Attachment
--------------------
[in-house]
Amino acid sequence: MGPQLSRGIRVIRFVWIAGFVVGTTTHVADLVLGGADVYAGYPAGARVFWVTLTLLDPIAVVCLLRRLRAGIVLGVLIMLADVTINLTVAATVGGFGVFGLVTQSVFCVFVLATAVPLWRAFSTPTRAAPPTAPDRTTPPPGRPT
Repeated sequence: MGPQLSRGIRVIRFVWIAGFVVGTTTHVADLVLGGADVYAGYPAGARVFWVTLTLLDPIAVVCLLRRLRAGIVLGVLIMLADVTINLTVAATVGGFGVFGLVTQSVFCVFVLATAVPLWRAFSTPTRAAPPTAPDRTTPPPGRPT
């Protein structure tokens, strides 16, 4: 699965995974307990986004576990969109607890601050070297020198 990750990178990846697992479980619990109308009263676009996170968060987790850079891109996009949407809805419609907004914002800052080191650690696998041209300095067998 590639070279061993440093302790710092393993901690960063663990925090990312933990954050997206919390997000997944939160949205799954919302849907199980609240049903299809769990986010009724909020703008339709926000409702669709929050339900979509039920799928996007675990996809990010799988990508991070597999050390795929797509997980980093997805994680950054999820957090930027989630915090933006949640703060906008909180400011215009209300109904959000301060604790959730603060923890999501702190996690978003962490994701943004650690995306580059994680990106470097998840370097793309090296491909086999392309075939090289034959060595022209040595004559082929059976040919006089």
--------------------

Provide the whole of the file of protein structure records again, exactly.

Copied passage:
[in-house]
Amino acid sequence: MGPQLSRGIRVIRFVWIAGFVVGTTTHVADLVLGGADVYAGYPAGARVFWVTLTLLDPIAVVCLLRRLRAGIVLGVLIMLADVTINLTVAATVGGFGVFGLVTQSVFCVFVLATAVPLWRAFSTPTRAAPPTAPDRTTPPPGRPT
Repeated sequence: MGPQLSRGIRVIRFVWIAGFVVGTTTHVADLVLGGADVYAGYPAGARVFWVTLTLLDPIAVVCLLRRLRAGIVLGVLIMLADVTINLTVAATVGGFGVFGLVTQSVFCVFVLATAVPLWRAFSTPTRAAPPTAPDRTTPPPGRPT
């Protein structure tokens, strides 16, 4: 699965995974307990986004576990969109607890601050070297020198 990750990178990846697992479980619990109308009263676009996170968060987790850079891109996009949407809805419609907004914002800052080191650690696998041209300095067998 590639070279061993440093302790710092393993901690960063663990925090990312933990954050997206919390997000997944939160949205799954919302849907199980609240049903299809769990986010009724909020703008339709926000409702669709929050339900979509039920799928996007675990996809990010799988990508991070597999050390795929797509997980980093997805994680950054999820957090930027989630915090933006949640703060906008909180400011215009209300109904959000301060604790959730603060923890999501702190996690978003962490994701943004650690995306580059994680990106470097998840370097793309090296491909086999392309075939090289034959060595022209040595004559082929059976040919006089």